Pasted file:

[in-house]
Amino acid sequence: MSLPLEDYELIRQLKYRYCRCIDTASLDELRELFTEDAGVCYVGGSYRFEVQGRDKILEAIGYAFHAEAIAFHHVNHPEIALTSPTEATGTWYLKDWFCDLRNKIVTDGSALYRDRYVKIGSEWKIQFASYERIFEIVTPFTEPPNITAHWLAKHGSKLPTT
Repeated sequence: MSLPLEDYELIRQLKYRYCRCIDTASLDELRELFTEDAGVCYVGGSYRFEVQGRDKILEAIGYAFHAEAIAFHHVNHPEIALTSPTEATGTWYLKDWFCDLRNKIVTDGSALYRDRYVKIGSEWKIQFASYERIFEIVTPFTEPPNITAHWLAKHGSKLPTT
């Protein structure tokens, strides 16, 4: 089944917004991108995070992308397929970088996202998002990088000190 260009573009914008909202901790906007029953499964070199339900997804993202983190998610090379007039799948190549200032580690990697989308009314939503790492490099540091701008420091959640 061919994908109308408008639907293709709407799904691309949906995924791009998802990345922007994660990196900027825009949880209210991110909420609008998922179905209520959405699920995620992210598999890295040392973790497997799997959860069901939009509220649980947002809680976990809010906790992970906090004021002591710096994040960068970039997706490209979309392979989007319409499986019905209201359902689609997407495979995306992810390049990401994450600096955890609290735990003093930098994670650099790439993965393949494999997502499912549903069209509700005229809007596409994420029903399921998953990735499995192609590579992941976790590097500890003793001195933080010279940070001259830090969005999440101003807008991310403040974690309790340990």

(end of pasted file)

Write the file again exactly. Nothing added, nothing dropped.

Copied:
[in-house]
Amino acid sequence: MSLPLEDYELIRQLKYRYCRCIDTASLDELRELFTEDAGVCYVGGSYRFEVQGRDKILEAIGYAFHAEAIAFHHVNHPEIALTSPTEATGTWYLKDWFCDLRNKIVTDGSALYRDRYVKIGSEWKIQFASYERIFEIVTPFTEPPNITAHWLAKHGSKLPTT
Repeated sequence: MSLPLEDYELIRQLKYRYCRCIDTASLDELRELFTEDAGVCYVGGSYRFEVQGRDKILEAIGYAFHAEAIAFHHVNHPEIALTSPTEATGTWYLKDWFCDLRNKIVTDGSALYRDRYVKIGSEWKIQFASYERIFEIVTPFTEPPNITAHWLAKHGSKLPTT
């Protein structure tokens, strides 16, 4: 089944917004991108995070992308397929970088996202998002990088000190 260009573009914008909202901790906007029953499964070199339900997804993202983190998610090379007039799948190549200032580690990697989308009314939503790492490099540091701008420091959640 061919994908109308408008639907293709709407799904691309949906995924791009998802990345922007994660990196900027825009949880209210991110909420609008998922179905209520959405699920995620992210598999890295040392973790497997799997959860069901939009509220649980947002809680976990809010906790992970906090004021002591710096994040960068970039997706490209979309392979989007319409499986019905209201359902689609997407495979995306992810390049990401994450600096955890609290735990003093930098994670650099790439993965393949494999997502499912549903069209509700005229809007596409994420029903399921998953990735499995192609590579992941976790590097500890003793001195933080010279940070001259830090969005999440101003807008991310403040974690309790340990």